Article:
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Tiger Woods Fails To Make Cut at Quicken Loans National

Getty Images via Zimbio

Getty Images via Zimbio

Tiger Woods returned to the course this week for the Quicken Loans National, the tournament he sponsors every year at Congressional, three months after he underwent back surgery to address an injury that’s kept him out of all but four tournaments this year.

Unfortunately for Woods, and those who turn up and tune in to watch him play, his most recent comeback proved another stark reminder that he simply isn’t the player he once was. And at this point, with each passing injury and subsequent underwhelming return, it’s getting hard to hold out hope that he will ever again be that player.

In the second round on Friday, Woods had a 4-over 75 and missed the cut at his own tournament by four shots. It was just the 10th time in his entire PGA career in which he missed a 36-hole cut.

Never known as a gracious loser, often times Woods has been his own harshest critic over the years, due in part to the tremendously high goals he’s set for himself. But after missing the cut, he didn’t seem too concerned about his performance—in fact, he was surprisingly optimistic:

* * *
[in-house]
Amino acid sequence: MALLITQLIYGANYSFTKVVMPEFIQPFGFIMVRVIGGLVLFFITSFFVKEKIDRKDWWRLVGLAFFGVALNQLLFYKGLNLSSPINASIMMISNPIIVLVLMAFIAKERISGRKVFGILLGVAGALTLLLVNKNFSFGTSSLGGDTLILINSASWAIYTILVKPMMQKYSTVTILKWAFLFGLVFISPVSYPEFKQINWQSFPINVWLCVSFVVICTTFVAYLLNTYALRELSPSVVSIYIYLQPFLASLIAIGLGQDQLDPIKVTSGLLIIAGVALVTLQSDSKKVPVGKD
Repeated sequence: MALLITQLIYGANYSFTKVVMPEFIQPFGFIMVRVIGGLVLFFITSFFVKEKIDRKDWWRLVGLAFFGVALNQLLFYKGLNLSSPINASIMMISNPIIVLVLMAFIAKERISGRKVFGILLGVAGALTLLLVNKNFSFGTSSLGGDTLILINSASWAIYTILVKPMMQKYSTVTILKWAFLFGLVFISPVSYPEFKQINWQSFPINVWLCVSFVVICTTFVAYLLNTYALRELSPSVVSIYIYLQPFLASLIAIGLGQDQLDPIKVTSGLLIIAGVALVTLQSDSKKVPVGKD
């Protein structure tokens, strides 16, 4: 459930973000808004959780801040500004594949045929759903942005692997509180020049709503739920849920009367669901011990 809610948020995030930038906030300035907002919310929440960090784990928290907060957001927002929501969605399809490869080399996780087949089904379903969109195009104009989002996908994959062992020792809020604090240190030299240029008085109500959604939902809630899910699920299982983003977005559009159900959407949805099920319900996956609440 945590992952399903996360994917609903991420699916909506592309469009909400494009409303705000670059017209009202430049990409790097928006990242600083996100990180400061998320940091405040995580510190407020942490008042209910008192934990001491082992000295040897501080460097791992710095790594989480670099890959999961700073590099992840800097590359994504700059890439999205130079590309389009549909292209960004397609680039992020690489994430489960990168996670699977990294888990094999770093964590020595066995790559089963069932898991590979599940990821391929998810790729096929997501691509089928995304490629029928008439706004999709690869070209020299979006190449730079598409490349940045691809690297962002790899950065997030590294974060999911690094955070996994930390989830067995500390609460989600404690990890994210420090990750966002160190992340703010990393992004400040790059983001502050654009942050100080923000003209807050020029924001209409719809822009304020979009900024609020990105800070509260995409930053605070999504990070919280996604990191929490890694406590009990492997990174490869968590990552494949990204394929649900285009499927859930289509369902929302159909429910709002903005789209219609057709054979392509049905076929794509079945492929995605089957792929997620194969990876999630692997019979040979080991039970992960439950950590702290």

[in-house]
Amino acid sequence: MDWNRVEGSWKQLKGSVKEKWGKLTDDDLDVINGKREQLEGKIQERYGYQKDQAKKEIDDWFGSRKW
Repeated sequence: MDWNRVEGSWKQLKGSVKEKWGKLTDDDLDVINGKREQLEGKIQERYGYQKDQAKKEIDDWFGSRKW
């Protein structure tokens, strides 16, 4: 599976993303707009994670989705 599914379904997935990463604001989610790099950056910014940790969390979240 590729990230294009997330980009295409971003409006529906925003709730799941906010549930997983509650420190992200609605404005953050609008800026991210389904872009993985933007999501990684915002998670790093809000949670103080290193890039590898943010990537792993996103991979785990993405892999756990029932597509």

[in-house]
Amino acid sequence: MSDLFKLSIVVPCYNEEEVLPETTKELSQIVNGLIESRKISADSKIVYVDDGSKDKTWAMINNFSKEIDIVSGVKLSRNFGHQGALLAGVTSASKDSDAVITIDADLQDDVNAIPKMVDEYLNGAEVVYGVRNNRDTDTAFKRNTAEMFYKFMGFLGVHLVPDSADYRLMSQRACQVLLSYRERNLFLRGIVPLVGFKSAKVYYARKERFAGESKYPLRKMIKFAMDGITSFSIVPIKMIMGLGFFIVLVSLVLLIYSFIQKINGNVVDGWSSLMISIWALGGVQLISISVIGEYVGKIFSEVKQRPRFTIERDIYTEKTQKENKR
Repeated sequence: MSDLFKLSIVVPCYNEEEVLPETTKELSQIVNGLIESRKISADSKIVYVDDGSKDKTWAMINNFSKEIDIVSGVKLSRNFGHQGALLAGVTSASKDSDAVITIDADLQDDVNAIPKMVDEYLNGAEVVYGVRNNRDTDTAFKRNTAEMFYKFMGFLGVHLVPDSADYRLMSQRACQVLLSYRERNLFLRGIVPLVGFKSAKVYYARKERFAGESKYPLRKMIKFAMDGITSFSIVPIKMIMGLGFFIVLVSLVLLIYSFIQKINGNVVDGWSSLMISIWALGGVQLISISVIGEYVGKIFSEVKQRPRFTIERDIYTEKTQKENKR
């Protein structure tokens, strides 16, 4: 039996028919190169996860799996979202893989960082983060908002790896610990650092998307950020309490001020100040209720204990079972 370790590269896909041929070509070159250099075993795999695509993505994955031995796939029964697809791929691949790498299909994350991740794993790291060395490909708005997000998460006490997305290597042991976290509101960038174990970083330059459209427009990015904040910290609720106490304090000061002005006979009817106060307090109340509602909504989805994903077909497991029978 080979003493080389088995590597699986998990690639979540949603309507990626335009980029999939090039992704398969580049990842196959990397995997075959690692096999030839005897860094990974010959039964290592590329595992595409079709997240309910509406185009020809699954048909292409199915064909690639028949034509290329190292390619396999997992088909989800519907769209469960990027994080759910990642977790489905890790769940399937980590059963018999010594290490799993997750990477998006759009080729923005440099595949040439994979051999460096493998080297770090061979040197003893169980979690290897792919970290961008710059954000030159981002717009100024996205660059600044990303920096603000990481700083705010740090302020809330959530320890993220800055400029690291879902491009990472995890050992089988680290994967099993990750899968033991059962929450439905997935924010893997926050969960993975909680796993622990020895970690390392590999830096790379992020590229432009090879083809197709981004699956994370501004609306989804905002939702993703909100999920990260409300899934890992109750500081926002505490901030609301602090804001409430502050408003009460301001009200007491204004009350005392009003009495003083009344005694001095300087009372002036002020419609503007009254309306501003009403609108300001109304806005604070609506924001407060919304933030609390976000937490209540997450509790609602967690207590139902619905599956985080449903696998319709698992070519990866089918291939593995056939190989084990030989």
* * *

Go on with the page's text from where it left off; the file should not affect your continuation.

“I hate to say it, but I’m really encouraged by what happened this week. I missed the cut by four shots—that’s a lot. But the fact that that I was able to do physically, and the speed I had and the distance that I was hitting the golf ball again, I and not done that in a very long time. Felt great today. Then, as I said, I made so many little mistakes … all the little things that I know I can fix. But as I said, that’s very encouraging.”

At least someone finds it encouraging.

The truth is, there has been little to be encouraged about in the play of Woods over the last several years. It’s been six years since he won a Major—the 2008 U.S. Open—and with few exceptions, he hasn’t even come close. He’s still six behind Jack Nicklaus’ record 18 and has already missed 50 percent of the Majors this year (2-of-4).

Woods’ next opportunity to redeem himself and get back on course, so to speak, is at the British Open next month. An event he’s had some success in the past—he won the event in 2000, 2005 and 2006—but the links in the UK are famously unpredictable, with cold weather, winds and rain often a factor, even in July.

Woods said he was encouraged, in part, because he was able to return pain-free a month earlier than his medical team had anticipated. Well, judging by his performance this week, he’s going to need every day of that to practice before the opening round at the Royal Liverpool Golf Club begins on July 17th.

Because if he’s going to play anything like he did this week, he might as well just skip the trip entirely.

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